What Are Serializers

We introduce an abstraction called a serializer. This is a procedure that takes as its argument another procedure (call it proc). The serializer returns a new procedure (call it protected-proc). When invoked, protected-proc invokes proc, but only if the same serializer is not already in use by another protected procedure. proc can have any number of arguments, and protected-proc will take the same arguments and return the same value.

There can be many different serializers, all in operation at once, but each one can't be doing two things at once. So if we say

(define x-protector (make-serializer))
(define y-protector (make-serializer))
(parallel-execute (x-protector (lambda () (set! x (+ x 1))))
                  (y-protector (lambda () (set! y (+ y 1)))))

then both tasks can run at the same time; it doesn't matter how their machine instructions are interleaved.

But if we say

(parallel-execute (x-protector (lambda () (set! x (+ x 1))))
                  (x-protector (lambda () (set! x (+ x 1)))))

then, since we're using the same serializer in both tasks, the serializer will ensure that they don't overlap in time.

We've introduced a new primitive procedure, parallel-execute. It takes any number of arguments, each of which is a procedure of no arguments, and invokes them, in parallel rather than in sequence. (This isn't a standard part of Scheme, but an extension for this section of the textbook.)

You may be wondering about the need for all those (lambda ()...) notations. Since a serializer isn't a special form, it can't take an expression as argument. Instead we must give it a procedure that it can invoke.

Let's look at a sample of how this code works:

(define x-protector (make-serializer))
(define protected-increment-x (x-protector (lambda () (set! x (+ x 1)))))
> x
> (protected-increment-x)
> x

Implementing Serializers

A serializer is a high-level abstraction. How do we make it work? Here is an incorrect attempt to implement serializers:

(define (make-serializer)
  (let ((in-use? #f))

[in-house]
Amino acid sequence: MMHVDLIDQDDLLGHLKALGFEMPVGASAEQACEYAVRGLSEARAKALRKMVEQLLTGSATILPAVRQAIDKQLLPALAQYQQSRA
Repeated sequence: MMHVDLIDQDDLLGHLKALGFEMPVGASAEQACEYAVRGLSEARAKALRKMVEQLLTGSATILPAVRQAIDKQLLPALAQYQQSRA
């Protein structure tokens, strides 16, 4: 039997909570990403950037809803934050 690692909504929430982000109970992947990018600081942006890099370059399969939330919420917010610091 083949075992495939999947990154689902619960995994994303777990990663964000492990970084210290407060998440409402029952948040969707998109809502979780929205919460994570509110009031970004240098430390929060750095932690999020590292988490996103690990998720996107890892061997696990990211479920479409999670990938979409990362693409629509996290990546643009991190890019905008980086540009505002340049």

(lambda (proc)
      (define (protected-proc . args)
        (if in-use?
             (wait-a-while) ; Never mind how to do that.
             (apply protected-proc args)) ; Try again.
             (set! in-use? #t) ; Don't let anyone else in.
             (apply proc args) ; Call the original procedure.
             (set! in-use? #f)))) ; Finished, let others in again.

This is a little complicated, so concentrate on the important parts. In particular, never mind about the scheduling aspect of parallelism--how we can ask this process to wait a while before trying again if the serializer is already in use. And never mind the stuff about apply, which is needed only so that we can serialize procedures with any number of arguments.

The part to focus on is this:

(if in-use?
    ....... ; wait and try again
    (begin (set! in-use #t)   ; Don't let anyone else in. 
           (apply proc args)  ; Call the original procedure.
           (set! in-use #f))) ; Finished, let others in again.

The intent of this code is that it first checks to see if the serializer is already in use. If not, we claim the serializer by setting in-use true, do our job, and then release the serializer.

The problem is that this sequence of events is subject to the same parallelism problems as the procedure we're trying to protect! What if we check the value of in-use, discover that it's false, and right at that moment another process sneaks in and grabs the serializer? In order to make this work we'd have to have another serializer protecting this one, and a third serializer protecting the second one, and so on.

There is no easy way to avoid this problem by clever programming tricks within the competing processes. We need help at the level of the underlying machinery that provides the parallelism: the hardware and/or the operating system. That underlying level must provide a guaranteed atomic operation with which we can test the old value of in-use and change it to a new value with no possibility of another process intervening. (It turns out that there is a very tricky software algorithm to generate guaranteed atomic test-and- set, but in practice, there is almost always hardware support for parallelism. Look up "Peterson's algorithm" in Wikipedia if you want to see the software solution.)

The textbook assumes the existence of a procedure called test-and-set! with this guarantee of atomicity. Although there is a pseudo-implementation on page 312, that procedure won't really work, for the same reason that my pseudo- implementation of make-serializer won't work. What you have to imagine is that test-and-set! is a single instruction in the computer's hardware, comparable to the Load Word instructions and so on that we started with. (This is a realistic assumption; modern computers do provide some such hardware mechanism, precisely for the reasons we're discussing now.)

To understand how to properly implement serializers, you first need to learn about and understand Mutexes (in two sections).